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Detroit — The crowd at Charles H. Wright Museum of African American History on Tuesday was diverse: young, middle-aged, activists, clergy.

More than 150 people gathered at the inaugural Coalition for Black and Jewish Unity, a new partnership working to promote solidarity among Metro Detroit Jews and African-Americans while tackling issues affecting both groups.

As reports of hate crimes and allegations of discrimination rise across the country, some see its formation as a force for change.

“There is so much going on in this country — so many inequities,” said G. Ponsella Hardaway, a Detroiter who leads a faith-based group. “We have to look at fighting again.”

Inspired by the African proverb “If you want to go far, go together,” coalition members expect to speak out against issues such as racism and anti-Semitism while educating the public and pushing for inclusive policies.

The organization emerged in the last year through the longstanding relationship between Metro Detroit’s Christians and Jews. Increasing divisions and clashes nationwide, including a white nationalist rally in Charlottesville, Virginia, in August that left one woman dead, spurred the birth of the coalition, members said.

The Anti-Defamation League said anti-Semitic incidents across the United States, including assaults, vandalism and attacks on Jewish institutions, climbed some 67 percent between January and September 2017, compared to the same period a year earlier, according to its analysis of police reports and other reporting.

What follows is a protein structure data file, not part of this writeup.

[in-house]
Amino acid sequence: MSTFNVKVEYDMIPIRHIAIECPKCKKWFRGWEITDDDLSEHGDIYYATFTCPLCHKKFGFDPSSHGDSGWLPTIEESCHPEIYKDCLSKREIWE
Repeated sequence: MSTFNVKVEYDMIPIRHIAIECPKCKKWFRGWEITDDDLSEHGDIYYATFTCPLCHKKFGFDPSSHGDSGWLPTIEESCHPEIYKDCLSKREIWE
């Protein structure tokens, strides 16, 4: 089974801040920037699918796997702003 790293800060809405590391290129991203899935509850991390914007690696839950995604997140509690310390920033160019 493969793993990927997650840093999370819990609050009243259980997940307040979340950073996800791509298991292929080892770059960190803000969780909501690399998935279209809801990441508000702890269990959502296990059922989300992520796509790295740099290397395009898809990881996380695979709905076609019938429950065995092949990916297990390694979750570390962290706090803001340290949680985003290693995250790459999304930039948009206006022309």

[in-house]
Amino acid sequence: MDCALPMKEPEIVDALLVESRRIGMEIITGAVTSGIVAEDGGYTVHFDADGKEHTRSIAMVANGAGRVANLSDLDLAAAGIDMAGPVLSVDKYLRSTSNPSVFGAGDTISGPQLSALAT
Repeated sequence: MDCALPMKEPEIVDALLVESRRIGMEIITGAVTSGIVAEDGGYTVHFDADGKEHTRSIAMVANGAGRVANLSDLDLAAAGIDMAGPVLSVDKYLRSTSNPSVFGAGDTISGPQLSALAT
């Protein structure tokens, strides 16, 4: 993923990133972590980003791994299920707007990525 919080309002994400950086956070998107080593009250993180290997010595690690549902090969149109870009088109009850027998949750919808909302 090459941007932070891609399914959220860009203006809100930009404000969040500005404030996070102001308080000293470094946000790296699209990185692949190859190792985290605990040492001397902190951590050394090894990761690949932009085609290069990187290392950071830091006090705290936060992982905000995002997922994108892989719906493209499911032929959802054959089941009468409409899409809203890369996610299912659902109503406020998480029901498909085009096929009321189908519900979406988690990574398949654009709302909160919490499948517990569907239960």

“We know there has been a documented uptick in hatred and hate motivated acts,” said David Kurzmann, Jewish Community Relations Council/AJC’s executive director who helps lead the coalition. “It’s motivated many of us to say: ‘You can’t just sit back and expect society to take on the shape of your values. You have to be intentional.’ ”

Coalition leaders seek to “have one voice on issues that affect our communities,” said co-chair the Rev. DeeDee Coleman, Council of Baptist Pastors of Detroit and Vicinity’s president who leads Russell Street Missionary Baptist Church. “With one voice we have more strength to deal with issues at hand. … It’s a coalition that will deal with facts, no matter how painful the facts may be. We plan to look at how laws can be changed. We can’t lobby but we surely can provide our support where it needs to be.”

Corralling support can help spur reforms in areas such as gun control, said the Rev. Kenneth J. Flowers, pastor of Detroit’s Greater New Mount Moriah Missionary Baptist Church and a coalition executive committee member. “Now is the time for us to pool our resources together, politically, economically and socially.”

The kickoff Tuesday included an excerpt from an upcoming documentary exploring Dr. Martin Luther King Jr.’s relationship with the Jewish community and alliances formed during the civil rights movement. The piece included interviews with Metro Detroit officials.

Members talked about plans for future initiatives, including efforts to develop students for leadership roles.

“This is our opportunity to do something … that will change history,” said Rabbi Marla Hornsten of Temple Israel and Michigan Board of Rabbis president in West Bloomfield Township.

The coalition’s creation encouraged Jacob Smith, a 29-year-old Detroiter active with regional Jewish groups.

“Now is the time to be fighting,” he said during the dinner. “I’m really excited to see the action and a group of like-minded people who can be allies in this effort.”

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